The financial crisis in the euro zone has reawakened old stereotypes:
Hard-working, disciplined, tax-paying, frugal northerners versus lazy, improvident, tax-dodging southerners.
There are kernels of truth in these old chestnuts, but Angela Merkel erred embarrassingly when she announced, “Greeks take too many holidays.” The next day aides pointed out that Germans actually enjoy more holidays per year than Greeks.
Having spent eight years as an expat manager in northern European countries and another eight in the south, I am familiar with these stereotypes — and with some kernels of truth as well. For example, I found real differences in north-south attitudes toward time. For a 9 a.m. meeting in Hamburg I was expected to show up at 8:55 a.m. That’s considered punctual in Germany. In Italy as you go south down the boot, the clock slows. At a meeting in Turin or Milan my Italian counterparts tended to appear almost on time, maybe five or ten minutes late. But in Rome it was more likely 15-20 late and in Naples people were often half an hour tardy — and no one needed to apologize. That said, the Italians in my Florence office were always dependably on time.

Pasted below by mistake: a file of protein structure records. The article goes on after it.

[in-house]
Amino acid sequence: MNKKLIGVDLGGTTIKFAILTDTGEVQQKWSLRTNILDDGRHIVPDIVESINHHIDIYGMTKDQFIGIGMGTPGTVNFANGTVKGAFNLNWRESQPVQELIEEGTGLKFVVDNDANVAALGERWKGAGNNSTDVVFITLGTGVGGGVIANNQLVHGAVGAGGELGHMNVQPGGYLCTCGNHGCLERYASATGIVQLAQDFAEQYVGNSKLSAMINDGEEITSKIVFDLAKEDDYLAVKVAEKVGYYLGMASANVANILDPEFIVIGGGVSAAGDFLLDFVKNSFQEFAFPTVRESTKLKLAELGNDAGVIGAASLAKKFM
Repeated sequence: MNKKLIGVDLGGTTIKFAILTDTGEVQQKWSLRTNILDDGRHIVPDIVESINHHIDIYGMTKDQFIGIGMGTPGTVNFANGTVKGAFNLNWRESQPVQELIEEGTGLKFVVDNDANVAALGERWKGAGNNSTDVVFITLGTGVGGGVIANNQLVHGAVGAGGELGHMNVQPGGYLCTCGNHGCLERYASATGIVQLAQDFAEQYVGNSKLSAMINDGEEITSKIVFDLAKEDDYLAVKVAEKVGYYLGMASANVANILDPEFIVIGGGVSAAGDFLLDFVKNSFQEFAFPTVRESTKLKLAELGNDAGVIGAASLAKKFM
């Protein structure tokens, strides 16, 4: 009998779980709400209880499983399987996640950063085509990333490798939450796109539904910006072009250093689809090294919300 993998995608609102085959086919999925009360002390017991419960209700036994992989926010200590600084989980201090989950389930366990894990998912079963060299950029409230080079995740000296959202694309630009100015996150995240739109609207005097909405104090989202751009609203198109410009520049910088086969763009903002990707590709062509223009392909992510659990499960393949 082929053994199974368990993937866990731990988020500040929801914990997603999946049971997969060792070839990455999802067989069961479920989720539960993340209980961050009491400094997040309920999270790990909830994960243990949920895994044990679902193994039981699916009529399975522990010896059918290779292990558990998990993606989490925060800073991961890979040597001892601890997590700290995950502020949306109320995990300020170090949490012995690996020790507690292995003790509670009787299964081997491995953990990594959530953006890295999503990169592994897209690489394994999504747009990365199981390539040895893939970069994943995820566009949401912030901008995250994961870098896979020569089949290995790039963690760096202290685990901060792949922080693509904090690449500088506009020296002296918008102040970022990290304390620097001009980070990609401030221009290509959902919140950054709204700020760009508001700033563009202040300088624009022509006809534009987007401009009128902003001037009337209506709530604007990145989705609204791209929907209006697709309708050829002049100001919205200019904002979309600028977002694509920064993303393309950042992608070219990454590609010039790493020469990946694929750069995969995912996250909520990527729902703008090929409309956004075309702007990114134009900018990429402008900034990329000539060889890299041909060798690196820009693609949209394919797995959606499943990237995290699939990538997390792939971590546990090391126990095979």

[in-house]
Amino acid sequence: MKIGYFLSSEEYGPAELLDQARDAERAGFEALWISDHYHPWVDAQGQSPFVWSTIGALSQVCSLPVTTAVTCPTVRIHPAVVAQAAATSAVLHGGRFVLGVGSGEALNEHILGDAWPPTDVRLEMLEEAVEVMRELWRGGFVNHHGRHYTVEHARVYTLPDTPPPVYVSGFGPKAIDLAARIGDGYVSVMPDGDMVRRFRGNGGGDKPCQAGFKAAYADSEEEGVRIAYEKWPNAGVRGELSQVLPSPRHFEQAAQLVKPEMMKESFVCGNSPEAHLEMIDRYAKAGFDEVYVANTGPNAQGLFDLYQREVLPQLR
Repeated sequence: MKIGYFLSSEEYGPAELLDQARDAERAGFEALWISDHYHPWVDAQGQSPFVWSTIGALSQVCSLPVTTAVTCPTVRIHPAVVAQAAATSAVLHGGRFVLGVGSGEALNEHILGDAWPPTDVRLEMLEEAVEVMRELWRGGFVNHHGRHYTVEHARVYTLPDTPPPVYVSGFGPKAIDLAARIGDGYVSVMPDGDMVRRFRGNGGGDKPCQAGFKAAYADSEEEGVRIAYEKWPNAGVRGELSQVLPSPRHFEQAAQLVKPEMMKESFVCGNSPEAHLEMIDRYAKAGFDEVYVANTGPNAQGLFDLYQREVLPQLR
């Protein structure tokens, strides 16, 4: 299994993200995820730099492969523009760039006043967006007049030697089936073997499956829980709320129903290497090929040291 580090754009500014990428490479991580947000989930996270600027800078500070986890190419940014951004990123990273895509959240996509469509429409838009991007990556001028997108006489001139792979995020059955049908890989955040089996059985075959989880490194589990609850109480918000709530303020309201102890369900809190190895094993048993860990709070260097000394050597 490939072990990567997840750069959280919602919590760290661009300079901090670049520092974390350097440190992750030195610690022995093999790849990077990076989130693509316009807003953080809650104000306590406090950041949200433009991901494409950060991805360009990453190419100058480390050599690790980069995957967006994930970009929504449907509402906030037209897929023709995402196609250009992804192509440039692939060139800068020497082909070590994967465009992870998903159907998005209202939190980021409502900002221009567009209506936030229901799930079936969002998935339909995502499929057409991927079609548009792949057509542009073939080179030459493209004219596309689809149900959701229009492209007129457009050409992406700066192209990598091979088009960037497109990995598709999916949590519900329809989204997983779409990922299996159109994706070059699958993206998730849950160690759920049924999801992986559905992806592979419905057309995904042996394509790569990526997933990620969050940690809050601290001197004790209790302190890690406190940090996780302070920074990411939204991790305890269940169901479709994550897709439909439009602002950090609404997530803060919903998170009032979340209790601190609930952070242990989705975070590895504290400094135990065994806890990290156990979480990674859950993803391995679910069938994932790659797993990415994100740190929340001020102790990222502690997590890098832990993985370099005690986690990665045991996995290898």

In the 1960s Edward T. Hall coined the terms “monochronic time” for the behavior of cultures like those of northern Europe, and “polychronic” for Italians, Greeks, Spanish and Portuguese. Hall rated the clock-conscious Germans as the most monochronic of all cultures.
Visitors who do business on both sides of the Alps remark on another difference: Northerners are more likely to follow rules and regulations. Many southerners find such behavior boring. So whereas German pedestrians usually wait patiently for the little green man to show it’s safe to cross the street, Italians tend to cross whenever they feel like it. Perhaps that trait is related to the southern penchant for non-payment of taxes?